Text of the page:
In addition to IEA report, we had a lot of data releases last week. Chinese customs data was updated until March. After 4 months of crude imports staying above 10MMBD, crude imports dropped by 1MMBD in March. This is partly due to upcoming refinery maintenance in Q2 this year. At least 6 refineries are planning to close for maintenance this year. A second reason behind this sharp drop in crude imports is possible pullback from their SPR buying as prices have gone up. Chinese SPR statistics is non existent and is very difficult to say how much of the elevated crude imports the past 4 months was SPR buying.

Chinese Crude Imports (Source: GAC)

Despite the low crude imports, product exports surged as new refineries like the 400KBD Hengli was fully up and running. The March product export at 7.21 million tonnes was the highest monthly number since 2012. The Q1 refined product exports is up almost 15% y-o-y. There is no product breakdown for March yet and we should get those numbers in 10 days time. Any continued increase in product exports is bearish Asian refining margins since bulk of Chinese product exports remains in Asia.

Chinese Product Exports (Source: GAC)

On Friday, Brazil’s Bolsanoro halted a diesel price rise despite an uptick in crude oil prices. Last year, a trucker strike brought Brazil to its knees and as Brent is now above $70 there will be pressure on the Brazilian President and he doesn’t want a repeat of last year. However, halting this price rise will be bad news for Petrobras as they must foot the increasing subsidy. Share price in Petrobras was down 7% on this news, but this move will be bullish Brazilian demand. Brazilian diesel demand has a made strong start this year after a disappointing 2018.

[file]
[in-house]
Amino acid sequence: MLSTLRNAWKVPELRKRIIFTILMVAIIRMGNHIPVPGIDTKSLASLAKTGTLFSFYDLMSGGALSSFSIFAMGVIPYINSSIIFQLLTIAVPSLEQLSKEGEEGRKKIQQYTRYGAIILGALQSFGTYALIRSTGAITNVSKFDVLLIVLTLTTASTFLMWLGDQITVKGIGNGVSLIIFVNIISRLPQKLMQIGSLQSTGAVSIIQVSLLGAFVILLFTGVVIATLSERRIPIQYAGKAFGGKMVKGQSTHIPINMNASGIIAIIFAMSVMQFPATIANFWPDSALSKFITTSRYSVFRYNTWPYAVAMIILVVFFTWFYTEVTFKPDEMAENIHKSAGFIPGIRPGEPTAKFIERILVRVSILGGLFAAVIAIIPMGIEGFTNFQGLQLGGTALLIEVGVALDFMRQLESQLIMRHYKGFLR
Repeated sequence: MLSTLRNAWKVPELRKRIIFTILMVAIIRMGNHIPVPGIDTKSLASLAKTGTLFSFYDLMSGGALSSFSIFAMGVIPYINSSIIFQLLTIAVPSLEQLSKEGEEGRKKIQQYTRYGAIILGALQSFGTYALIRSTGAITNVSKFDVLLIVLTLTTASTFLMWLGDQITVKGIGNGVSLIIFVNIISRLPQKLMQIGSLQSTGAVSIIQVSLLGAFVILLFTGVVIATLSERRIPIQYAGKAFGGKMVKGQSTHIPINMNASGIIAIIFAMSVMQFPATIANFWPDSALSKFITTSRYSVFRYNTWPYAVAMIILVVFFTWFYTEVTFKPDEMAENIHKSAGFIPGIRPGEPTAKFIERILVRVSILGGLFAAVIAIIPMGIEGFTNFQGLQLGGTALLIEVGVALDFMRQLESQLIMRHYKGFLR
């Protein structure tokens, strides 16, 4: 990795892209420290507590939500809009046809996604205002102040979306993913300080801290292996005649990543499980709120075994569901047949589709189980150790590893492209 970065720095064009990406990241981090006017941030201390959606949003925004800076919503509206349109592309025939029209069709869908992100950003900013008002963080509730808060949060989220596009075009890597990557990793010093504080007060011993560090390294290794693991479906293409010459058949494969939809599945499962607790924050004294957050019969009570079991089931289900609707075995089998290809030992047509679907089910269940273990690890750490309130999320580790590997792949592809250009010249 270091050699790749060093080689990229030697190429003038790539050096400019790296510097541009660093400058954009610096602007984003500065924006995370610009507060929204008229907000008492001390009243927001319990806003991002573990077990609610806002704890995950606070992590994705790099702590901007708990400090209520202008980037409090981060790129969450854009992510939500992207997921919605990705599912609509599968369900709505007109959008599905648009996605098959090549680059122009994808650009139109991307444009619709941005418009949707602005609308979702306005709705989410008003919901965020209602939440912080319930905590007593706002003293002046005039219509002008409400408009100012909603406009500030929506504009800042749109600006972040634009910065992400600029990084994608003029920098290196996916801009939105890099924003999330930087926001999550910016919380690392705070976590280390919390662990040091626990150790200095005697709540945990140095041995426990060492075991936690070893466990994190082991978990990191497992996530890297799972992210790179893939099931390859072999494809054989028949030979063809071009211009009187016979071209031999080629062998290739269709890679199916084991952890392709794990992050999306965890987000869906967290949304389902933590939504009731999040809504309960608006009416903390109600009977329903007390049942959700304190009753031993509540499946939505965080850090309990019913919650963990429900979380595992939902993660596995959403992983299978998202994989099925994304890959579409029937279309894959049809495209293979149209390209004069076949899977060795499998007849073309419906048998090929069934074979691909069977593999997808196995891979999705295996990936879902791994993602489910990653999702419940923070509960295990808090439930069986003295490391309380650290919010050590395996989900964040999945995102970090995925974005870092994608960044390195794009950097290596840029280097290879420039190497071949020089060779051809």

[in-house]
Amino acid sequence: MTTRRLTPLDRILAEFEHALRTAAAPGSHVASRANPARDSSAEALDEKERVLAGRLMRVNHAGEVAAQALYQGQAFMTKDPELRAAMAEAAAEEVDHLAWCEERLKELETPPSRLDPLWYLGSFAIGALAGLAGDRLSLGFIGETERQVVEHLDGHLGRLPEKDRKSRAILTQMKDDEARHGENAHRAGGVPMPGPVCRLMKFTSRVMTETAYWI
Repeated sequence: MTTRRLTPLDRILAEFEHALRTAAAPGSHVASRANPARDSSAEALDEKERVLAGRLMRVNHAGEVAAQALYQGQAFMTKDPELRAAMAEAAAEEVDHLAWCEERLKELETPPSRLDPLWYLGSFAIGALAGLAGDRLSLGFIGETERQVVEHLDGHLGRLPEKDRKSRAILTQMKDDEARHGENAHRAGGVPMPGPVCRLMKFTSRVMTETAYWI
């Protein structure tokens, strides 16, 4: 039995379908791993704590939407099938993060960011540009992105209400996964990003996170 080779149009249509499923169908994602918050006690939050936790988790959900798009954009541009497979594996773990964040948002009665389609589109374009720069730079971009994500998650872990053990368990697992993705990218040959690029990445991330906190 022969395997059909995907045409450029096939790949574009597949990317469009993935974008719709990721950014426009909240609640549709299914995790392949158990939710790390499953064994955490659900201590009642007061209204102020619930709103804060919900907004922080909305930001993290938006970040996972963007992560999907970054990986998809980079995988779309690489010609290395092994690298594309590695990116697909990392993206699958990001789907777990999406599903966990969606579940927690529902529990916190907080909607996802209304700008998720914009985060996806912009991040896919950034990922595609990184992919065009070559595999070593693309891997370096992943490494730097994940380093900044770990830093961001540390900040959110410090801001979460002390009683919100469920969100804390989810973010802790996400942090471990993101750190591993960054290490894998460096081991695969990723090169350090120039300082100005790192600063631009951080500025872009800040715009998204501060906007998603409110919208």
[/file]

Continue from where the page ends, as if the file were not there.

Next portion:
We also had the latest Norwegian production data from the Norwegian Petroleum Directorate (NPD). Norwegian data has disappointed in Q1. The March production numbers came at 1.396MMBD which is down 8% yr-on-yr. The dotted line is the NPD forecast for the rest of this year, production will hits the lows in June due to field maintenance but production ramps in Q4 as new fields come online.

Source: ANP

Source: NPD

Source: NPD

EIA released their drilling productivity report yesterday evening and unsurprisingly Permain efficiency went up yet again. Production per rig in the Permain is expected to go up to 650 barrels/day in May (compared to 618barrels/day in April). Permian will be producing 4.136MMBD in May which is more than combined production of Nigeria, Angola and Venezuela.

Permian is one of the main reasons behind the huge $50 billion deal when Chevron announced to buy Anadarko Petroleum. Chevron is very bullish on Permian acreage and will continue to focus on this region as they divest their international assets. Buying Anadarko will get them more premium acreage in the Delaware basin. Their monthly production numbers continues to beat previous estimates and with further cost synergies with this deal, we can expect even further efficiency gains.

Source: EIA

Source: EIA